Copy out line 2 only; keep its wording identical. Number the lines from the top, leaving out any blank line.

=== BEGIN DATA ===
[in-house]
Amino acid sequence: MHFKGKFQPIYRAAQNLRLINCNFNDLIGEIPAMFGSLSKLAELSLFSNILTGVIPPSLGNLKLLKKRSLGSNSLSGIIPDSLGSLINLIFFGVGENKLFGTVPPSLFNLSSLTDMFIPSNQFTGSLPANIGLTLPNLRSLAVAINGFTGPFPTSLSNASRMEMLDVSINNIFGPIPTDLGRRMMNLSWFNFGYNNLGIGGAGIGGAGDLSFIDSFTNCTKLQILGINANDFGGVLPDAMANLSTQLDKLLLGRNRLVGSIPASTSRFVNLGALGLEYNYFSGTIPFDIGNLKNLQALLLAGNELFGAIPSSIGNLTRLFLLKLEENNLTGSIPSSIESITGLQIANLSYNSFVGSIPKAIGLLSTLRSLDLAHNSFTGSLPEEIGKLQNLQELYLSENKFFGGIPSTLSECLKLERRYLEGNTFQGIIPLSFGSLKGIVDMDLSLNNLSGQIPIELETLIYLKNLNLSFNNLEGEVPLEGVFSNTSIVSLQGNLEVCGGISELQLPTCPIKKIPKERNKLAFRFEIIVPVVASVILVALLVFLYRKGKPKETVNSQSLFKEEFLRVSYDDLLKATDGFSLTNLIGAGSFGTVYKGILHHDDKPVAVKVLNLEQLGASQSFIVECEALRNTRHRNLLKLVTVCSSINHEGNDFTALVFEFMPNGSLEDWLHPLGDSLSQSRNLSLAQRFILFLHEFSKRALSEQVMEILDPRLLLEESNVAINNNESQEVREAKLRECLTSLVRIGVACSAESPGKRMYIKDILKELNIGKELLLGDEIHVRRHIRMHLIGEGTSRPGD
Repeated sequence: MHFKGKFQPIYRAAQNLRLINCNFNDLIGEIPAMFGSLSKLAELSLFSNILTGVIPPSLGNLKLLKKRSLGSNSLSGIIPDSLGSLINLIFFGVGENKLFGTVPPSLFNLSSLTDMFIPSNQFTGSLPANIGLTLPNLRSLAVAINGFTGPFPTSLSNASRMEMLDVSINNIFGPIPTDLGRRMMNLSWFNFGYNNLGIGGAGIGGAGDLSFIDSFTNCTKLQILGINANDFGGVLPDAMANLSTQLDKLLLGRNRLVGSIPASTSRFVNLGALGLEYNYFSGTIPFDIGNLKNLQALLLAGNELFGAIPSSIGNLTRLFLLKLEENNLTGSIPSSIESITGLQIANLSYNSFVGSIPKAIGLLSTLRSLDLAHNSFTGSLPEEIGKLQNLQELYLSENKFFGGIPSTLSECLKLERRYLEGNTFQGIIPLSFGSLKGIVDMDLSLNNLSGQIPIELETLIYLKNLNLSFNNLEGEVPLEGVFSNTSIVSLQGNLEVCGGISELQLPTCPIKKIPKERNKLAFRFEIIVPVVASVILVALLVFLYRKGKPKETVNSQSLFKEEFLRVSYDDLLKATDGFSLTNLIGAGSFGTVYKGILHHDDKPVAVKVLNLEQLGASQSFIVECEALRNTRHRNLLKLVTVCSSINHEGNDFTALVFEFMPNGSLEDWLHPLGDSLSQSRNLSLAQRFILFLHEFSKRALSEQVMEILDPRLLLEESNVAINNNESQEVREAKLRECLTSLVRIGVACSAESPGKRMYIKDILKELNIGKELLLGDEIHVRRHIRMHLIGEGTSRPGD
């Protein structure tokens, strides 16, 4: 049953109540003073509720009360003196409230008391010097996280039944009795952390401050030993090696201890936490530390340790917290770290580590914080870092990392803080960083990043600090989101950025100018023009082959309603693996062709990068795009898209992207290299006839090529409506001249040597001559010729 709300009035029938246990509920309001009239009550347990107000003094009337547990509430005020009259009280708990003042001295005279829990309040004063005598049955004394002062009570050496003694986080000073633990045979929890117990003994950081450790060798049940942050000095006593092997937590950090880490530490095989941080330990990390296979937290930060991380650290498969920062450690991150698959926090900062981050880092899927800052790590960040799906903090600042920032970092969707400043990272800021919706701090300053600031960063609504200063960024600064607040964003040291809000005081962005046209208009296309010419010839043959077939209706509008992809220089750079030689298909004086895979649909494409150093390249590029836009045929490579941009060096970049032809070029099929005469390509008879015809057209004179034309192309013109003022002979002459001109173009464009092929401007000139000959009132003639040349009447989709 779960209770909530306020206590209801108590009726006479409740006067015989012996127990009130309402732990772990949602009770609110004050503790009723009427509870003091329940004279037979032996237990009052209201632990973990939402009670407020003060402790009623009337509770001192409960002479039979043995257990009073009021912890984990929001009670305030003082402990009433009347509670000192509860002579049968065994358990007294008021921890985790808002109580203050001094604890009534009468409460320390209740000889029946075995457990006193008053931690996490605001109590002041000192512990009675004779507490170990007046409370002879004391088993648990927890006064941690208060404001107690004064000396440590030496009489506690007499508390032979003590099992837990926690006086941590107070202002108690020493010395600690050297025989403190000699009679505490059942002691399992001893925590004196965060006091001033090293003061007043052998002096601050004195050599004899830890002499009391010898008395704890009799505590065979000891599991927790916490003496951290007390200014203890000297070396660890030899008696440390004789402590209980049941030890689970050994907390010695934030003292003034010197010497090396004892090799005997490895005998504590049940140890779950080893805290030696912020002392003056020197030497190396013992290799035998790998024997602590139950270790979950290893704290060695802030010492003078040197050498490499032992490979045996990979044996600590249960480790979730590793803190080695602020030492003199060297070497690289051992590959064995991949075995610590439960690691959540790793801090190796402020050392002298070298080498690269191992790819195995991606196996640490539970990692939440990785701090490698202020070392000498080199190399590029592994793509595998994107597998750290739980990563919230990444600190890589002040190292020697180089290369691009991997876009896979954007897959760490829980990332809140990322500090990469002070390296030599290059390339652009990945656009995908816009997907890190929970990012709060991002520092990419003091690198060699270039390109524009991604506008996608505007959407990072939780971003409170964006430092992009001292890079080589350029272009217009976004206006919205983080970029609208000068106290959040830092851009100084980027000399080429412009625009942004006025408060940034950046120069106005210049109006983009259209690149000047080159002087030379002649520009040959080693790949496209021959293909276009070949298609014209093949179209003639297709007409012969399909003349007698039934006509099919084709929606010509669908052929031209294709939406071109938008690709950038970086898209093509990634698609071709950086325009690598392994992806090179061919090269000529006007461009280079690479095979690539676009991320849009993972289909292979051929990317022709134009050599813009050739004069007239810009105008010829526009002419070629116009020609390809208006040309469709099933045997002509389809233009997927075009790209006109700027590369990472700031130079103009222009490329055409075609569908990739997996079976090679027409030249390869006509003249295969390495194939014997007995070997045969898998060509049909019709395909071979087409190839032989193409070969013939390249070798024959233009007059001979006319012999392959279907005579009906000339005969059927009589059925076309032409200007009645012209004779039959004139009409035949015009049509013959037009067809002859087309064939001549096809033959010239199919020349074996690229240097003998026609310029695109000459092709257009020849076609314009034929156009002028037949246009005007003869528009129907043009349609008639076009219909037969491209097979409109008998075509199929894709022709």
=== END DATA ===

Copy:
Amino acid sequence: MHFKGKFQPIYRAAQNLRLINCNFNDLIGEIPAMFGSLSKLAELSLFSNILTGVIPPSLGNLKLLKKRSLGSNSLSGIIPDSLGSLINLIFFGVGENKLFGTVPPSLFNLSSLTDMFIPSNQFTGSLPANIGLTLPNLRSLAVAINGFTGPFPTSLSNASRMEMLDVSINNIFGPIPTDLGRRMMNLSWFNFGYNNLGIGGAGIGGAGDLSFIDSFTNCTKLQILGINANDFGGVLPDAMANLSTQLDKLLLGRNRLVGSIPASTSRFVNLGALGLEYNYFSGTIPFDIGNLKNLQALLLAGNELFGAIPSSIGNLTRLFLLKLEENNLTGSIPSSIESITGLQIANLSYNSFVGSIPKAIGLLSTLRSLDLAHNSFTGSLPEEIGKLQNLQELYLSENKFFGGIPSTLSECLKLERRYLEGNTFQGIIPLSFGSLKGIVDMDLSLNNLSGQIPIELETLIYLKNLNLSFNNLEGEVPLEGVFSNTSIVSLQGNLEVCGGISELQLPTCPIKKIPKERNKLAFRFEIIVPVVASVILVALLVFLYRKGKPKETVNSQSLFKEEFLRVSYDDLLKATDGFSLTNLIGAGSFGTVYKGILHHDDKPVAVKVLNLEQLGASQSFIVECEALRNTRHRNLLKLVTVCSSINHEGNDFTALVFEFMPNGSLEDWLHPLGDSLSQSRNLSLAQRFILFLHEFSKRALSEQVMEILDPRLLLEESNVAINNNESQEVREAKLRECLTSLVRIGVACSAESPGKRMYIKDILKELNIGKELLLGDEIHVRRHIRMHLIGEGTSRPGD